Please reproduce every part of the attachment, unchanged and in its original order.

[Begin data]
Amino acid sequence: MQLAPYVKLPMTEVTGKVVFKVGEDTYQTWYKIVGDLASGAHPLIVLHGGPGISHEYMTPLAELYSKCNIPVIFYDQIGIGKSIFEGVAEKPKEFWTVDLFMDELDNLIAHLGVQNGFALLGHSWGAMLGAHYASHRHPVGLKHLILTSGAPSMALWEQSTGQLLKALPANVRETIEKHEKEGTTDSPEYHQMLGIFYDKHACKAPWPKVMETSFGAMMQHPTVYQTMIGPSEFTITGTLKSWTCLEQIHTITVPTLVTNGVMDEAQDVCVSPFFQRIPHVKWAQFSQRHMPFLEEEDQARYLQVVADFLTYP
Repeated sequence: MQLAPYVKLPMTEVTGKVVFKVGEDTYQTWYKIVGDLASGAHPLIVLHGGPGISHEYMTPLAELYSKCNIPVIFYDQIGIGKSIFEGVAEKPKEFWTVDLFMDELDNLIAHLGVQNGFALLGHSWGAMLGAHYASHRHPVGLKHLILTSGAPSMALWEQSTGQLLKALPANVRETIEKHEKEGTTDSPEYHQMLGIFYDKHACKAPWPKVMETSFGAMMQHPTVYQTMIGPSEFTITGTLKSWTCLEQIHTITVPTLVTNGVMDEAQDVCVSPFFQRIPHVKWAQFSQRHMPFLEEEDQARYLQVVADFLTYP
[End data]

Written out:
Amino acid sequence: MQLAPYVKLPMTEVTGKVVFKVGEDTYQTWYKIVGDLASGAHPLIVLHGGPGISHEYMTPLAELYSKCNIPVIFYDQIGIGKSIFEGVAEKPKEFWTVDLFMDELDNLIAHLGVQNGFALLGHSWGAMLGAHYASHRHPVGLKHLILTSGAPSMALWEQSTGQLLKALPANVRETIEKHEKEGTTDSPEYHQMLGIFYDKHACKAPWPKVMETSFGAMMQHPTVYQTMIGPSEFTITGTLKSWTCLEQIHTITVPTLVTNGVMDEAQDVCVSPFFQRIPHVKWAQFSQRHMPFLEEEDQARYLQVVADFLTYP
Repeated sequence: MQLAPYVKLPMTEVTGKVVFKVGEDTYQTWYKIVGDLASGAHPLIVLHGGPGISHEYMTPLAELYSKCNIPVIFYDQIGIGKSIFEGVAEKPKEFWTVDLFMDELDNLIAHLGVQNGFALLGHSWGAMLGAHYASHRHPVGLKHLILTSGAPSMALWEQSTGQLLKALPANVRETIEKHEKEGTTDSPEYHQMLGIFYDKHACKAPWPKVMETSFGAMMQHPTVYQTMIGPSEFTITGTLKSWTCLEQIHTITVPTLVTNGVMDEAQDVCVSPFFQRIPHVKWAQFSQRHMPFLEEEDQARYLQVVADFLTYP